Cheney's declassification request denied

Memos about the efficacy of torture that the former vice president wants released won't be made public, at least for now.


Alex Koppelman
May 14, 2009 9:00PM (UTC)

Former Vice President Dick Cheney's request that the CIA declassify two memos that he says prove that torture worked in getting valuable information from terror suspects has been denied.

The Weekly Standard's Stephen F. Hayes reports that, in a letter to the National Archives -- which is handling Cheney's request -- a CIA official wrote, "In researching the information in question, we have discovered that it is currently the subject of pending FOIA litigation (Bloche v. Department of Defense, Amnesty International v. Central Intelligence Agency). Therefore, the document is excluded from Mandatory Declassification Review."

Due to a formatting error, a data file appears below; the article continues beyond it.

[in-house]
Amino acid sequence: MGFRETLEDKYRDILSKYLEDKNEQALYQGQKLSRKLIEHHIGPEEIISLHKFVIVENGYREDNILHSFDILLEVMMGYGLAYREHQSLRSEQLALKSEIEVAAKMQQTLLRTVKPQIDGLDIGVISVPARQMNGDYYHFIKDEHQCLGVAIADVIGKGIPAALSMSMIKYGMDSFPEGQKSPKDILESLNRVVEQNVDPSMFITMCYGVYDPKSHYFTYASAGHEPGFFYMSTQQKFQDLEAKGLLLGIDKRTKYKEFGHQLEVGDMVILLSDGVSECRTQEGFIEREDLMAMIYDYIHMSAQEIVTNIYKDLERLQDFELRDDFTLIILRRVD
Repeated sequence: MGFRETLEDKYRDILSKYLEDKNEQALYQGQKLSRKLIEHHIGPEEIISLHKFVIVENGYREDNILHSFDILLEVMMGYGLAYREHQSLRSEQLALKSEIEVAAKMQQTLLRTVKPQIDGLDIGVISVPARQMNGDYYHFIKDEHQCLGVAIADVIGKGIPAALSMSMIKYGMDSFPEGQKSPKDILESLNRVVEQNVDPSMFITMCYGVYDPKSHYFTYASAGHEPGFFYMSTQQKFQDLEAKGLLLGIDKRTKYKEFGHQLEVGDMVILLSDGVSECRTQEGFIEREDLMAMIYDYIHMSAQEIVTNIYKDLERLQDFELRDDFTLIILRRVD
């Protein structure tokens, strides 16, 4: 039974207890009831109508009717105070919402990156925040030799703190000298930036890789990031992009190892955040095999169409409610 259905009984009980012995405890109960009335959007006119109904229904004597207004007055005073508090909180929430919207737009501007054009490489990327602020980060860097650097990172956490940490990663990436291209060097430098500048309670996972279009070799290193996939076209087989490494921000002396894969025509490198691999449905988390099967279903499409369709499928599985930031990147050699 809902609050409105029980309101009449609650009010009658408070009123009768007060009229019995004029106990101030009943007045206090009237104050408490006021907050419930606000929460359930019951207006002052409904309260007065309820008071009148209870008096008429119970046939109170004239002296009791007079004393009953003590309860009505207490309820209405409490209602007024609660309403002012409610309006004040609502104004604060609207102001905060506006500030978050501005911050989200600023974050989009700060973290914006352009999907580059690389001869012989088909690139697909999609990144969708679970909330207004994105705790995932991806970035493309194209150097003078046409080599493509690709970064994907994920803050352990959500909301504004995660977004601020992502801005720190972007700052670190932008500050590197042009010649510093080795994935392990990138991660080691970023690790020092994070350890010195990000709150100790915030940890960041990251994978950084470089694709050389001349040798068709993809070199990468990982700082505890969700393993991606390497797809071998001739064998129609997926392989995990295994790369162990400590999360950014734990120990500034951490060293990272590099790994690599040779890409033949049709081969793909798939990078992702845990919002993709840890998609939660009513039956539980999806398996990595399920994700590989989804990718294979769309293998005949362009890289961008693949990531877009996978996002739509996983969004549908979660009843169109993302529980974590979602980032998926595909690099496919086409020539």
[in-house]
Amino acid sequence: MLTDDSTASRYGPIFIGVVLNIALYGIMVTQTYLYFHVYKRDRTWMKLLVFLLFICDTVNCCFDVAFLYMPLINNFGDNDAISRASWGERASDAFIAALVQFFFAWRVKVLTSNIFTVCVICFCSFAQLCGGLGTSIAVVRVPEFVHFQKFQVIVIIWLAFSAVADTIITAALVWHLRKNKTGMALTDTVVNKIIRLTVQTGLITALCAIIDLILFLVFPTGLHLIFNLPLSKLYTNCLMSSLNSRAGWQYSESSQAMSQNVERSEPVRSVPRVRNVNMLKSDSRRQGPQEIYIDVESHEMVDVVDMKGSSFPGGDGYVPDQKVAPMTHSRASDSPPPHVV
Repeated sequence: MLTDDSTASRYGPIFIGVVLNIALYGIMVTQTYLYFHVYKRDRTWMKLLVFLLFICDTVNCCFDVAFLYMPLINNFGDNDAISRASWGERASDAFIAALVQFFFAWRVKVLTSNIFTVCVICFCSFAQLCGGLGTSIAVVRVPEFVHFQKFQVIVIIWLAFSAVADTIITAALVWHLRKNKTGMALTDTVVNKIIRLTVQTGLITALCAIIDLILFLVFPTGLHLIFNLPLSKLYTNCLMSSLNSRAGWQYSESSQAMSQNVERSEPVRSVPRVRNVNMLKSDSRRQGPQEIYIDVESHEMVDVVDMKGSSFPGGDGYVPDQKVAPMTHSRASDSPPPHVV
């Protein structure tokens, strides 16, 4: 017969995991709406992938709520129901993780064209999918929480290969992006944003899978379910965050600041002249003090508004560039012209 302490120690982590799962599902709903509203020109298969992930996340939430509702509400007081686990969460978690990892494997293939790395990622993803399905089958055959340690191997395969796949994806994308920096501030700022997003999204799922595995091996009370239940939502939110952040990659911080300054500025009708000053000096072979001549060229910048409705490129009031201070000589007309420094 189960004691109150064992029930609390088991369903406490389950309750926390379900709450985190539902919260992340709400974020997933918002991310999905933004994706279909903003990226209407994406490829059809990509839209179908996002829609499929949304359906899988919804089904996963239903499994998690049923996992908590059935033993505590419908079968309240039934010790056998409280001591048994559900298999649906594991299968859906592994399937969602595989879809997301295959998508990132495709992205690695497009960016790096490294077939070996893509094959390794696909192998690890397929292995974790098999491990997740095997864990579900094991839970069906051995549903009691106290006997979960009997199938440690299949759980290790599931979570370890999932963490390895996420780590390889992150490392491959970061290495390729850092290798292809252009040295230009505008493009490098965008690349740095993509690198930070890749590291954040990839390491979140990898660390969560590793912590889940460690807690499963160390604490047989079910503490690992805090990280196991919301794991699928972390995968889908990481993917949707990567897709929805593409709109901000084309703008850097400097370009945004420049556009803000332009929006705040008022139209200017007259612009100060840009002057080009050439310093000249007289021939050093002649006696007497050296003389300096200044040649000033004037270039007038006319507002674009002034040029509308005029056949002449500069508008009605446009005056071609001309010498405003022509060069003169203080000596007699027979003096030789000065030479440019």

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Hayes, a Cheney biographer, writes that this "will almost certainly intensify the public back-and-forth between the former vice president and the current administration." That's probably a good indication of what the response from the former vice president and his allies will be, as is a quote he got from an unnamed "senior Bush administration official," who said:

So, because Amnesty International has filed a broad FOIA request for detainee related materials, the American people are unable to see memos that document the effectiveness of our detainee program. Wouldn't the legal memos previously released also, presumably, have been subject to this FOIA? Why wasn't their release blocked under the same provision?

Actually, those memos were released because of a FOIA request.


Alex Koppelman

Alex Koppelman is a staff writer for Salon.

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